How Digestive and Immune Systems Work Together

Our digestive health has a lot to do with our immune health and vice versa. Its role in maintaining our immune health and, eventually, our overall well-being cannot be underestimated. The two systems work closely to keep us in good physical shape.

Here, we’ll see how the two systems partner each other and what one does to keep the other system running.

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A major Part of the Immune System is Located in the Digestive System

Around 70% of our immune system dwells in our digestive tract in the form of gut-associated lymphoid tissue (GALT). An important component of our immune system called plasma cells (which give rise to invader-defending antibodies) also reside within the GALT. Our gut is the major channel between the external environment and the internal systems of our body. It is exposed to plenty of germs and harmful invaders such as bacteria and viruses present in food particles on a daily basis. [1] These toxic agents are perceived by the immune system in the gut as being harmful to our body and attacked. That being said, our body does not reject everything we put into it. This process is known as tolerance. When our immune system rejects an otherwise harmless substance, we are labeled as being sensitive or allergic to that food/food ingredient.

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Our Gut Microbiome Shapes Our Immune System

Our immune system, which is designed to control microbes, is, in essence, also controlled by the microbes themselves. The “friendly” gut bacteria function exactly opposite to the harmful microbes that cause disease. These bacteria provide essential nutrients, defend against pathogens, breakdown indigestible substances, and even contribute to the development of the gut structure. [2]

An additional factor emphasizing the importance of these beneficial microbes in actively shaping our immune system is their absence leading to disease. An imbalance in the composition of the microbiome (called as dysbiosis) upsets the relationship between the gut microbiome and our immune system. This alters the immune responses, which in turn, triggers several inflammatory disorders such as inflammatory bowel disease (IBD). [2]

It is also noteworthy that with IBD, your immune system fails to recognize and differentiate between self and non-self (invading) agents such that it begins attacking self (your own body tissues). So, with the gut microbiome getting off-balance, your immune system may also not be able to hold up well.

Components of the Immune System Interact with and modify our Digestive Health

Regulatory T cells (Tregs)

Just like the gut microbiome functions to shape our immune system, the latter also tends to modify the former. This is exemplified by an important aspect of our immune system called Tregs. These cells counter-balance the inflammatory responses. If for any reason, the Tregs stop functioning, it causes a breach in the intestinal immune responses, resulting in diseases like leaky gut, IBS, and IBD. In fact, the role of Treg cell defect in triggering IBD has been vastly documented so much so that these cells represent a promising approach for treating IBD. [3]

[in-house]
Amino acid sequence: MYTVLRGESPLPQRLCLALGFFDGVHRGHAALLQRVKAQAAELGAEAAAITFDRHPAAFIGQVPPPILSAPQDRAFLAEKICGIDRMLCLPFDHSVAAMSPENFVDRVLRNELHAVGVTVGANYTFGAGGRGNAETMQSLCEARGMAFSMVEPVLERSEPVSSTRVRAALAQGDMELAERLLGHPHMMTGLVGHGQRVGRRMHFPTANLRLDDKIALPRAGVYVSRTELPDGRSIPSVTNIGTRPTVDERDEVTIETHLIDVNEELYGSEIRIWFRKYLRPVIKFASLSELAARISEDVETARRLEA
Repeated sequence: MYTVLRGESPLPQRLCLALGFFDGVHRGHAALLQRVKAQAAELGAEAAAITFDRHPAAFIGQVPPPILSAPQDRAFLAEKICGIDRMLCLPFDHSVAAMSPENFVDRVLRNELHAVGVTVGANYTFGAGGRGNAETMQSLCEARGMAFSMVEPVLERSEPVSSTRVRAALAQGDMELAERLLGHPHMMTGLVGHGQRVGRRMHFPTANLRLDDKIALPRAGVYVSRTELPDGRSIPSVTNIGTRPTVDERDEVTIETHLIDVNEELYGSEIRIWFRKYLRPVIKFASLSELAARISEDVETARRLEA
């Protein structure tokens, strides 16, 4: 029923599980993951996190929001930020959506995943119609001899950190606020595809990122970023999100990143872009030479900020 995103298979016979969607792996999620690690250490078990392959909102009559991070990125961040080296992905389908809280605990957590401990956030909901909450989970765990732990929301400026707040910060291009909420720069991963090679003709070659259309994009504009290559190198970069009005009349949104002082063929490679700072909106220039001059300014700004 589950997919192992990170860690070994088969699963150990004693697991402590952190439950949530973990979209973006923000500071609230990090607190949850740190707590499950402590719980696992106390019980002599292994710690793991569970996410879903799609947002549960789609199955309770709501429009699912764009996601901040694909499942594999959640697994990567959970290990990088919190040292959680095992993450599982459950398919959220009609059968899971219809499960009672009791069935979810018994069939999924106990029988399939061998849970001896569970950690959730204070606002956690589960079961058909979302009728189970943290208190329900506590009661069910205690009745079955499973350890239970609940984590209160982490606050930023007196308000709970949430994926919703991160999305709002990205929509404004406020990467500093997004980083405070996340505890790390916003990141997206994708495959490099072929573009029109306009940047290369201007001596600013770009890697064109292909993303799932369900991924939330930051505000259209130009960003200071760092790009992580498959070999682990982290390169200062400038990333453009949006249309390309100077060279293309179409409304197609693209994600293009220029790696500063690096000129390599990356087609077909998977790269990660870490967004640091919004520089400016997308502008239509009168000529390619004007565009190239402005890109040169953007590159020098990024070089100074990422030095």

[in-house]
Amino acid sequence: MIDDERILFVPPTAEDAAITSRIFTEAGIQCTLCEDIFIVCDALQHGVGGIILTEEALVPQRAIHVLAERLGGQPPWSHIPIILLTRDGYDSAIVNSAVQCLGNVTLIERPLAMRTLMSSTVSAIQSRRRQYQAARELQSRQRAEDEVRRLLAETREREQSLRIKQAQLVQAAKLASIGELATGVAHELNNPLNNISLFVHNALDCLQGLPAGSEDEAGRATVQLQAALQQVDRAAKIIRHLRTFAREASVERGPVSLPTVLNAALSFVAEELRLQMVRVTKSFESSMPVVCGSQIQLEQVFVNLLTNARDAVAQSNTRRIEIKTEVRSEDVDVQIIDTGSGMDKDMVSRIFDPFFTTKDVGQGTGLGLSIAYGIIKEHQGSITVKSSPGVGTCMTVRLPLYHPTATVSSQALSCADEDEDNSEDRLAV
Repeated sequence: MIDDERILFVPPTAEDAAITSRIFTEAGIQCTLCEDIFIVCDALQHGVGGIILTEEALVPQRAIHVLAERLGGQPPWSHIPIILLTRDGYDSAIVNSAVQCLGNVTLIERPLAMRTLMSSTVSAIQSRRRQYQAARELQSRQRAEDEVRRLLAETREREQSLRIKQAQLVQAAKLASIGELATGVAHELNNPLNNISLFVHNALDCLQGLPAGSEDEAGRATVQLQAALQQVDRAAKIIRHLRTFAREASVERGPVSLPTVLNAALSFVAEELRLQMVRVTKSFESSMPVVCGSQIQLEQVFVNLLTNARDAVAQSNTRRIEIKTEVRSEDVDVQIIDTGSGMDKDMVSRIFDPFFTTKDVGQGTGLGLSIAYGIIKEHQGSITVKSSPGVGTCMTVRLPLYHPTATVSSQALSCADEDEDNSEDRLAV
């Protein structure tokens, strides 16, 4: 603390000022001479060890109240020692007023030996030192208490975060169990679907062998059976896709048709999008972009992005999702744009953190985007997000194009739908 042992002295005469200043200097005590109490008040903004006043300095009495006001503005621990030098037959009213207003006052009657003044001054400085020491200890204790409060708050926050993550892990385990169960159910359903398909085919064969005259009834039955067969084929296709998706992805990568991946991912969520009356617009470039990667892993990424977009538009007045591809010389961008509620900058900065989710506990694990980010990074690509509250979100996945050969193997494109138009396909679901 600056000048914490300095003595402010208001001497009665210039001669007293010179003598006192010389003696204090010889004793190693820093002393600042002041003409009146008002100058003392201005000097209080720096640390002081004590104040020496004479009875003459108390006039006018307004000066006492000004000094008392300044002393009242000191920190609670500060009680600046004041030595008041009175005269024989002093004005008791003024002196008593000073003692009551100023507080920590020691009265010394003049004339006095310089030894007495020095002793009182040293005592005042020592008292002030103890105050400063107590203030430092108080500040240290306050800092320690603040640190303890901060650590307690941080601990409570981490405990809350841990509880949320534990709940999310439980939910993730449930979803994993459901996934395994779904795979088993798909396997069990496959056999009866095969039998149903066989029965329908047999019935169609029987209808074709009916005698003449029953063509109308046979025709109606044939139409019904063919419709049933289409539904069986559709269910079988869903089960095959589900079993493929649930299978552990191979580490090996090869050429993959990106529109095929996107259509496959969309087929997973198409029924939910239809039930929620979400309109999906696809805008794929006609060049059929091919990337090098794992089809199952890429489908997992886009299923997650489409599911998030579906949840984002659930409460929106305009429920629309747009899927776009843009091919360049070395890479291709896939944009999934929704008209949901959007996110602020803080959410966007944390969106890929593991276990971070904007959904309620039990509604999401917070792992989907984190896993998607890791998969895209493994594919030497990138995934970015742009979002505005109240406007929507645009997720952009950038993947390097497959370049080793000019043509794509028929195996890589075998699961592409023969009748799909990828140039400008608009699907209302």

Toll-Like Receptors (TLRs)

Other crucial components of our immune system called TLRs are present on the intestinal cells as well as immune cells. They serve to identify and guard against the invaders in their “crosstalk with the microbiota.” [4]

As soon as the gut bacteria come into contact with the gut lining, TLRs are activated and stimulate the production of antibodies to limit the gut bacteria from over colonizing the gut. This, subsequently, protects us from inflammation. Aberrant TLR signaling, thus, forms the basis of conditions like inflammation of the colon and even cancer. [5]

This further elucidates the partnership of the digestive system with the immune system.

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  1. Vighi G, Marcucci F, Sensi L, Di Cara G, Frati F. Allergy and the gastrointestinal system. Clinical and Experimental Immunology. 2008;153(Suppl 1):3-6. doi:10.1111/j.1365-2249.2008.03713.x.
  2. Round JL, Mazmanian SK. The gut microbiome shapes intestinal immune responses during health and disease. Nature reviews Immunology. 2009;9(5):313-323. doi:10.1038/nri2515.
  3. Lord JD. Promises and paradoxes of regulatory T cells in inflammatory bowel disease. World Journal of Gastroenterology : WJG. 2015;21(40):11236-11245. doi:10.3748/wjg.v21.i40.11236.
  4. De Kivit S, Tobin MC, Forsyth CB, Keshavarzian A, Landay AL. Regulation of Intestinal Immune Responses through TLR Activation: Implications for Pro- and Prebiotics. Frontiers in Immunology. 2014;5:60. doi:10.3389/fimmu.2014.00060.
  5. Cario E. Toll-like receptors in inflammatory bowel diseases: A decade later. Inflammatory Bowel Diseases. 2010;16(9):1583-1597. doi:10.1002/ibd.21282.

Statements made on this website have not been evaluated by the U.S. Food and Drug Administration. Information provided by this website or this company is not a substitute for direct, individual medical treatment or advice. It is the responsibility of you and your healthcare providers to make all decisions regarding your health. Microbiome Plus recommends that you consult with your healthcare providers regarding the diagnosis and treatment of any disease or condition. Products sold on this website are not intended to diagnose, treat, cure, or prevent any disease.

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